disillusioned

Depressed vs Disillusioned - What's the difference?

depressed | disillusioned |


As verbs the difference between depressed and disillusioned

is that depressed is (depress) while disillusioned is (disillusion).

As adjectives the difference between depressed and disillusioned

is that depressed is unhappy, and blaming oneself rather than others; despondent while disillusioned is disappointed; experiencing disillusionment; having lost one's illusions.

Disillusioned vs Practical - What's the difference?

disillusioned | practical |


As adjectives the difference between disillusioned and practical

is that disillusioned is disappointed; experiencing disillusionment; having lost one's illusions while practical is based on practice or action rather than theory or hypothesis.

As a verb disillusioned

is (disillusion).

As a noun practical is

(british) a part of an exam or series of exams in which the candidate has to demonstrate their practical ability.

Jaded vs Disillusioned - What's the difference?

jaded | disillusioned |


As adjectives the difference between jaded and disillusioned

is that jaded is worn out, wearied, exhausted or lacking enthusiasm, due to age or experience while disillusioned is disappointed; experiencing disillusionment; having lost one's illusions.

As verbs the difference between jaded and disillusioned

is that jaded is (jade) while disillusioned is (disillusion).

Disillusioned vs Dismay - What's the difference?

disillusioned | dismay |


As verbs the difference between disillusioned and dismay

is that disillusioned is (disillusion) while dismay is to disable with alarm or apprehensions; to depress the spirits or courage of; to deprive of firmness and energy through fear; to daunt; to appall; to terrify.

As an adjective disillusioned

is disappointed; experiencing disillusionment; having lost one's illusions.

As a noun dismay is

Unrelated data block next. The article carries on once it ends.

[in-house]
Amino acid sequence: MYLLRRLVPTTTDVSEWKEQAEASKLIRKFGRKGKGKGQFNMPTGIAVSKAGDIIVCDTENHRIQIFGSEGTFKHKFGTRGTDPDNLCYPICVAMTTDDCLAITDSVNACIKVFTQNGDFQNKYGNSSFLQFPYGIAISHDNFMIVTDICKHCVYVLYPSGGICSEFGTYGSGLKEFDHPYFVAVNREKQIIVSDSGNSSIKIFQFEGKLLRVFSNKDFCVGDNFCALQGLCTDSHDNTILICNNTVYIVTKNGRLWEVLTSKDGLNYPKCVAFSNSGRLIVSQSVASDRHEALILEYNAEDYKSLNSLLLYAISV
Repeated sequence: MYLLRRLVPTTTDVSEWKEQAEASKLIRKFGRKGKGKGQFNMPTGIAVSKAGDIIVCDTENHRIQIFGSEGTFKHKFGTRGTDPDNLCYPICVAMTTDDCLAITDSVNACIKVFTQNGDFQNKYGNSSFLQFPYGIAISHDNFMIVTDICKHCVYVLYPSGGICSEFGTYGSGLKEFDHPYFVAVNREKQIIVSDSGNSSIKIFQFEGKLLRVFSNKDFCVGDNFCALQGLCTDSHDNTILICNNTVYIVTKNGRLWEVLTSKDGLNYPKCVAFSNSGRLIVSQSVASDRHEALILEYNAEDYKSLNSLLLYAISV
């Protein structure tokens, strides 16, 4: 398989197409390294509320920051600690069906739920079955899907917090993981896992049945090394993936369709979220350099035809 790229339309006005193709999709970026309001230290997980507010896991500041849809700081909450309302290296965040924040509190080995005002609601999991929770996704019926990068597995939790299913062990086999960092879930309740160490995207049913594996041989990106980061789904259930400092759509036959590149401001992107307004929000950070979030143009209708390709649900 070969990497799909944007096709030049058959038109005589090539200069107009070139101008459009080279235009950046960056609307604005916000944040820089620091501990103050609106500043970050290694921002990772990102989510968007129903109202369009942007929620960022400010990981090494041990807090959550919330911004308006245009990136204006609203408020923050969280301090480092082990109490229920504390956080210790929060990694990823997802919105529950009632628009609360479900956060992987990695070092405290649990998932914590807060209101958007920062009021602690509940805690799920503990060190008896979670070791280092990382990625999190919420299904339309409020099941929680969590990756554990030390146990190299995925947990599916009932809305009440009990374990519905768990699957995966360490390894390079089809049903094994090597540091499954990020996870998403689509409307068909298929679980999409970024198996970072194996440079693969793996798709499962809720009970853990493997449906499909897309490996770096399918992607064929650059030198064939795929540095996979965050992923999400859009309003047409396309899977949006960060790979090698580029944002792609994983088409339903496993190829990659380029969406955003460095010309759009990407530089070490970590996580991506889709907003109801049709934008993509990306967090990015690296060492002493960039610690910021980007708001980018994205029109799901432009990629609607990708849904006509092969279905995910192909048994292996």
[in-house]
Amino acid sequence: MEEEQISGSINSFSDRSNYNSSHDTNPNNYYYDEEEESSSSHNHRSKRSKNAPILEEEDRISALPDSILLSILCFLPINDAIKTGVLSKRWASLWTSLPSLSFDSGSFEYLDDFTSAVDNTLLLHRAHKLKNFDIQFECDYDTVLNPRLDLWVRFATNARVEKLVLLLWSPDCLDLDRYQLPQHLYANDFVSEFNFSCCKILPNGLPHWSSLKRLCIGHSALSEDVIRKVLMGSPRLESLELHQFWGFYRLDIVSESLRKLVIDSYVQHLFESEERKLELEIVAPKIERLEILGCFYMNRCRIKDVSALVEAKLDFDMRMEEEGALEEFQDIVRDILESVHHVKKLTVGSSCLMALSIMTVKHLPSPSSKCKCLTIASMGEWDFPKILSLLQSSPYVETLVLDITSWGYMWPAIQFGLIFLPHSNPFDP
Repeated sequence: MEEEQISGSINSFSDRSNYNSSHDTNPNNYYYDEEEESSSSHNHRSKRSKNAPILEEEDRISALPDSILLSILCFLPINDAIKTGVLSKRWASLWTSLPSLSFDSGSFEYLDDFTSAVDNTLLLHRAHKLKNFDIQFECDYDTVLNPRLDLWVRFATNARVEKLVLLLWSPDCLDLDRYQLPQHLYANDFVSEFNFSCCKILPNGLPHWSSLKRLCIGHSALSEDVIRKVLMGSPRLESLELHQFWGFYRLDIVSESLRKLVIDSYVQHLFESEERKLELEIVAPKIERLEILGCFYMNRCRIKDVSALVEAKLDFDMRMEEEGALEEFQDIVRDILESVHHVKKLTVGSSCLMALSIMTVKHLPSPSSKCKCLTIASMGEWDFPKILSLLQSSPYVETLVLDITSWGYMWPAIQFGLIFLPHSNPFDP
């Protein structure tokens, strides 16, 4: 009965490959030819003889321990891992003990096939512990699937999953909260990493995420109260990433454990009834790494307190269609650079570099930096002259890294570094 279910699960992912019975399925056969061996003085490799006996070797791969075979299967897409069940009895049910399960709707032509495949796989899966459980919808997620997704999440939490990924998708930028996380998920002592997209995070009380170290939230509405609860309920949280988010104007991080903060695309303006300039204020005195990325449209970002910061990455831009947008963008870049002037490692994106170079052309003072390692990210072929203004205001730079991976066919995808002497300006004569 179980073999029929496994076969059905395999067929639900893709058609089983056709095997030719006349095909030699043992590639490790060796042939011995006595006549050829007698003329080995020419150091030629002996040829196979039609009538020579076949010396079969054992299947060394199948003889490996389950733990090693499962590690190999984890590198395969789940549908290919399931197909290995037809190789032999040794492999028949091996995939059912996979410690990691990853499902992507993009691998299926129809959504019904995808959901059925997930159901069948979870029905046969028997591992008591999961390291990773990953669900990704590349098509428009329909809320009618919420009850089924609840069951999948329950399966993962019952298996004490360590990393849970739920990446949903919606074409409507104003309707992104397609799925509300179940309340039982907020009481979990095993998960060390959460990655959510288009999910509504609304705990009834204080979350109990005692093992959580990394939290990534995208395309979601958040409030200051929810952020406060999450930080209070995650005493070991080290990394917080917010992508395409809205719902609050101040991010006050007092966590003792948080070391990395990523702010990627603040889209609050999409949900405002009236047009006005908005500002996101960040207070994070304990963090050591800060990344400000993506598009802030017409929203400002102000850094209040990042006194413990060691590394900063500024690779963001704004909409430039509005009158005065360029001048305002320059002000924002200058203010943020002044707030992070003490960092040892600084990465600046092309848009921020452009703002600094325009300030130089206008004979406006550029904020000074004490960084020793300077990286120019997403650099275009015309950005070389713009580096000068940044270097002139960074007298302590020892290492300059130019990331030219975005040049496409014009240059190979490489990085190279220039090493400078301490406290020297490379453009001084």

a sudden or complete loss of courage and firmness in the face of trouble or danger; overwhelming and disabling terror; a sinking of the spirits; consternation.

Disillusioned vs Frustrated - What's the difference?

disillusioned | frustrated |


As adjectives the difference between disillusioned and frustrated

is that disillusioned is disappointed; experiencing disillusionment; having lost one's illusions while frustrated is foiled, stopped, disappointed.

As verbs the difference between disillusioned and frustrated

is that disillusioned is (disillusion) while frustrated is (frustrate).

Disillusioned vs Despair - What's the difference?

disillusioned | despair |


As verbs the difference between disillusioned and despair

is that disillusioned is (disillusion) while despair is (obsolete) to give up as beyond hope or expectation; to despair of.

As an adjective disillusioned

is disappointed; experiencing disillusionment; having lost one's illusions.

As a noun despair is

loss of hope; utter hopelessness; complete despondency.

Disillusioned - What does it mean?

disillusioned | |

Disillusioned vs Inspired - What's the difference?

disillusioned | inspired |


As adjectives the difference between disillusioned and inspired

is that disillusioned is disappointed; experiencing disillusionment; having lost one's illusions while inspired is having excellence through inspiration.

As verbs the difference between disillusioned and inspired

is that disillusioned is (disillusion) while inspired is (inspire).

Disillusioned vs Perplexed - What's the difference?

disillusioned | perplexed |


As adjectives the difference between disillusioned and perplexed

is that disillusioned is disappointed; experiencing disillusionment; having lost one's illusions while perplexed is confused or puzzled.

As verbs the difference between disillusioned and perplexed

is that disillusioned is (disillusion) while perplexed is (perplex).

Disillusioned vs Illusions - What's the difference?

disillusioned | illusions |


As an adjective disillusioned

is disappointed; experiencing disillusionment; having lost one's illusions.

As a verb disillusioned

is (disillusion).

As a noun illusions is

.

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